The United States is just now establishing a national program of routine genetic evaluation to identify mutations and variant forms of the disease. The variant B.1.1.7. is now identified as being in California, Colorado, Florida and upstate New York. Scientists are now working to determine if this variant has any other implications. To date, the CDC has stated there is no evidence that the variant results in more serious illnesses or deaths. There is also no evidence that the current vaccines will be less effective in preventing infections. Studies are underway to scientifically determine the validity of these and other effects from this new variant.

183. New vaccines with lower effectiveness – private v. public health considerations

        Q: Can I choose the vaccine I want to take? I want one that is more effective.

        A: If you consider only your personal health, the only choice you will have is to delay scheduling an appointment until a vaccine with a higher effective rate is available. To do so, you will remain unvaccinated until you can find a site that offers your preferred vaccine. Public health considerations are the reason officials are strongly urging immediate use of any vaccine offered when it is your turn to be vaccinated. This contrast is an example of the difference between private health and public health. Personal health would lead an individual to want to receive the Pfizer or the Moderna vaccine with its 90% to 95% effectiveness. But when the AstraZeneca vaccine later becomes available – perhaps in April – it may be rated at about 70% effective. This next-in-line vaccine will be easier to transport and to store. It will only require refrigeration, not a freezer or cold-chain ultra-cold equipment. More people can thus receive this future vaccine in a given period of time than the two mRNA vaccine products currently being used. This gives the public greater protection by rapidly decreasing the number of people who are contagious. That is the goal of public health. Most authorities recommend that any approved vaccine should be taken as soon as it becomes available for people in each of the priority groups. The delay by deciding to wait for a higher efficiency vaccine actually places the unvaccinated person at greater risk than the less effective protection immediately taken.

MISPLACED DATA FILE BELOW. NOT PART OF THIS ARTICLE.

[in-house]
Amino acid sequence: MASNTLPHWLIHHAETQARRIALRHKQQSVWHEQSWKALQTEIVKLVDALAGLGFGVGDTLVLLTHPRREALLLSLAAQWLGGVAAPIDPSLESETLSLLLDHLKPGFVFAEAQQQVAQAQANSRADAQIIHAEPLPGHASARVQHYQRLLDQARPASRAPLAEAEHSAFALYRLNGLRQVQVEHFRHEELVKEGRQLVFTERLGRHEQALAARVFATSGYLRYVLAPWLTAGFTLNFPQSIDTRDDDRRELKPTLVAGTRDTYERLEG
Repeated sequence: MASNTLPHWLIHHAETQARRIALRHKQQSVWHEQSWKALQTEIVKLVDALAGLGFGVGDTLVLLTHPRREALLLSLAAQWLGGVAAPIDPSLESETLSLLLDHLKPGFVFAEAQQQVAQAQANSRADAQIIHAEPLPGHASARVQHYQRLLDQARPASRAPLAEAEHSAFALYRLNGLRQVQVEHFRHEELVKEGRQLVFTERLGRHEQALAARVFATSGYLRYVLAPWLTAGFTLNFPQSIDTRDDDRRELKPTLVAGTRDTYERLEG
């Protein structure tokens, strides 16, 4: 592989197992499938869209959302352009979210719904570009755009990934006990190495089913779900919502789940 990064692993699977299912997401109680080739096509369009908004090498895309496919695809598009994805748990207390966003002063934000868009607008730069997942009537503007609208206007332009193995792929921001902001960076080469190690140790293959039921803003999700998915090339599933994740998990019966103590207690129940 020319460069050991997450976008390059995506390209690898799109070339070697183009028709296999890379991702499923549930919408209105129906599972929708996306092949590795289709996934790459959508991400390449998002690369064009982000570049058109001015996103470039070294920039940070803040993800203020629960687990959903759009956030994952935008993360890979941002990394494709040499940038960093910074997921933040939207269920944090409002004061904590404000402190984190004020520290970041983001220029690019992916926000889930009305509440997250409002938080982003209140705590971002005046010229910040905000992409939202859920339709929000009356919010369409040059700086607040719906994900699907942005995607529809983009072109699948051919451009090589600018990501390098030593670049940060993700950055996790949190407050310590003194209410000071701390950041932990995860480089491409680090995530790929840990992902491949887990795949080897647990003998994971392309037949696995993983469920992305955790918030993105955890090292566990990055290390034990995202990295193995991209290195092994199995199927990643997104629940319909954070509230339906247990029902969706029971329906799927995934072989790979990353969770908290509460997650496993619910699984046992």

184. “Living room spread” of COVID used to illustrate its contagion

          Q: We want to “get back to normal!” Why not visit often with a few of our best friends?

          A: One reason for the explosion of the number of cases is the “vigilance fatigue” that everyone is experiencing to limit contagion from infected people. Many have already developed the “habit” of wearing a mask and maintaining social distance when leaving the home. But with the emergence of the variant virus, vigilance against indoor contact is becoming more important. One physician, Dara Kass, MD published online a case study about a man who was tested for COVID-19. Dr. Kass is an Associate Professor of Emergency Medicine at Columbia University Medical Center.

After testing negative for COVID-19, this man decided to visit his family including his parents and siblings. The following day, his mother had her own parents come for dinner. They were frequent visitors, and were considered part of the same “bubble” or cohort. Everyone felt comfortable being together indoors without masks or social distancing. A day later, a nanny arrived to spend the day tending to a younger child.

“However, the older brother who came to visit actually tests positive after developing symptoms. The mom and the entire family began developing symptoms themselves. It wasn’t long before mom tested positive herself and everyone begins quarantining.” It turns out that the most serious health implications fell upon the nanny, who became critically ill, and who had no health insurance. “Dr. Kass highlighted this case as a clearly delineated instance of ‘living room spread’ and how this is one of the most seemingly harmless, but actually pernicious ways that COVID-19 keeps surging up again after leveling off for a few weeks or days.” One has to remain vigilant about how family and friends might actually be contagious, even if they live at home with their family or are frequent visitors. Wearing masks indoors and keeping distant from others are habits worth developing in the months ahead!